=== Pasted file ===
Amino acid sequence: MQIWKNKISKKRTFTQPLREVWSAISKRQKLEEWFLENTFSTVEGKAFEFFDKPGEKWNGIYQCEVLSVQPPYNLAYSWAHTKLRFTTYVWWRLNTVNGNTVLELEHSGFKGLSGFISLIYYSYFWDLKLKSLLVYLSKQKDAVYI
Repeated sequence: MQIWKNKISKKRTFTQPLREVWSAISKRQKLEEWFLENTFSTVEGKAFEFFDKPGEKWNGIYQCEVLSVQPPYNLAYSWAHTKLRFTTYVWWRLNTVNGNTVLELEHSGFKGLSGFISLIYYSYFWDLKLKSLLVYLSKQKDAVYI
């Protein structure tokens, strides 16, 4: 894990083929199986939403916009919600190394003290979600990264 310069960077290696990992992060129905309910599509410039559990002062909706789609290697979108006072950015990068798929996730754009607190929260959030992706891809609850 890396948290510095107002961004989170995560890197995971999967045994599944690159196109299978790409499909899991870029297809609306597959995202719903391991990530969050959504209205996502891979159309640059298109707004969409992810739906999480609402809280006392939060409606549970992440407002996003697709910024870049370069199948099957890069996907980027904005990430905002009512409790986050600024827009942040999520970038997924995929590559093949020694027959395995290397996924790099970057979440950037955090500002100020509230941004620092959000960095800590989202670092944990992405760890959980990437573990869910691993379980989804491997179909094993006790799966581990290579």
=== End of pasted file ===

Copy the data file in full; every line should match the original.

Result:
Amino acid sequence: MQIWKNKISKKRTFTQPLREVWSAISKRQKLEEWFLENTFSTVEGKAFEFFDKPGEKWNGIYQCEVLSVQPPYNLAYSWAHTKLRFTTYVWWRLNTVNGNTVLELEHSGFKGLSGFISLIYYSYFWDLKLKSLLVYLSKQKDAVYI
Repeated sequence: MQIWKNKISKKRTFTQPLREVWSAISKRQKLEEWFLENTFSTVEGKAFEFFDKPGEKWNGIYQCEVLSVQPPYNLAYSWAHTKLRFTTYVWWRLNTVNGNTVLELEHSGFKGLSGFISLIYYSYFWDLKLKSLLVYLSKQKDAVYI
């Protein structure tokens, strides 16, 4: 894990083929199986939403916009919600190394003290979600990264 310069960077290696990992992060129905309910599509410039559990002062909706789609290697979108006072950015990068798929996730754009607190929260959030992706891809609850 890396948290510095107002961004989170995560890197995971999967045994599944690159196109299978790409499909899991870029297809609306597959995202719903391991990530969050959504209205996502891979159309640059298109707004969409992810739906999480609402809280006392939060409606549970992440407002996003697709910024870049370069199948099957890069996907980027904005990430905002009512409790986050600024827009942040999520970038997924995929590559093949020694027959395995290397996924790099970057979440950037955090500002100020509230941004620092959000960095800590989202670092944990992405760890959980990437573990869910691993379980989804491997179909094993006790799966581990290579």